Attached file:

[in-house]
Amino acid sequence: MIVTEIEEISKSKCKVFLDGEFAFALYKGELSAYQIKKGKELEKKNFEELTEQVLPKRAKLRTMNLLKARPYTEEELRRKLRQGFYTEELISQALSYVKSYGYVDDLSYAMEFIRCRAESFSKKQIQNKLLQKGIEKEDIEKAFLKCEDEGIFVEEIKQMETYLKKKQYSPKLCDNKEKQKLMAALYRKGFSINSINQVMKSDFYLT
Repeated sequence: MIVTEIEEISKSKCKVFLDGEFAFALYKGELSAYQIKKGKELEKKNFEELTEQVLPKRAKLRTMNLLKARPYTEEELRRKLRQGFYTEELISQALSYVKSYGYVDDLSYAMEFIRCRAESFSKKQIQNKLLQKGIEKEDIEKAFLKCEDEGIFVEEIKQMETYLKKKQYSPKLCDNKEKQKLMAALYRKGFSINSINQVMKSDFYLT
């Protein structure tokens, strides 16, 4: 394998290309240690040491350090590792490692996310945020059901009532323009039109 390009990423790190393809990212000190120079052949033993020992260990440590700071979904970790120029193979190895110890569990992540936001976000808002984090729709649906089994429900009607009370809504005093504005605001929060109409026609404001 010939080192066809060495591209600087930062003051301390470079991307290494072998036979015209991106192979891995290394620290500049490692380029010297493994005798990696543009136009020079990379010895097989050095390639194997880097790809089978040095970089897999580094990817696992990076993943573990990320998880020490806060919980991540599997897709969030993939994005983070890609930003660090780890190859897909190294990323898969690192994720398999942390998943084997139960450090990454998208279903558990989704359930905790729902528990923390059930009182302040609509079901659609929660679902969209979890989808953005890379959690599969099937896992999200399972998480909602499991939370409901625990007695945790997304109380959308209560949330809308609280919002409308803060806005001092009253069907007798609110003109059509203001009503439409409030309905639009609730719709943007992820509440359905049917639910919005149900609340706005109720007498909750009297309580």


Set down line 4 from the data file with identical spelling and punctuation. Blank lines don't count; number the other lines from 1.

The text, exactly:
């Protein structure tokens, strides 16, 4: 394998290309240690040491350090590792490692996310945020059901009532323009039109 390009990423790190393809990212000190120079052949033993020992260990440590700071979904970790120029193979190895110890569990992540936001976000808002984090729709649906089994429900009607009370809504005093504005605001929060109409026609404001 010939080192066809060495591209600087930062003051301390470079991307290494072998036979015209991106192979891995290394620290500049490692380029010297493994005798990696543009136009020079990379010895097989050095390639194997880097790809089978040095970089897999580094990817696992990076993943573990990320998880020490806060919980991540599997897709969030993939994005983070890609930003660090780890190859897909190294990323898969690192994720398999942390998943084997139960450090990454998208279903558990989704359930905790729902528990923390059930009182302040609509079901659609929660679902969209979890989808953005890379959690599969099937896992999200399972998480909602499991939370409901625990007695945790997304109380959308209560949330809308609280919002409308803060806005001092009253069907007798609110003109059509203001009503439409409030309905639009609730719709943007992820509440359905049917639910919005149900609340706005109720007498909750009297309580």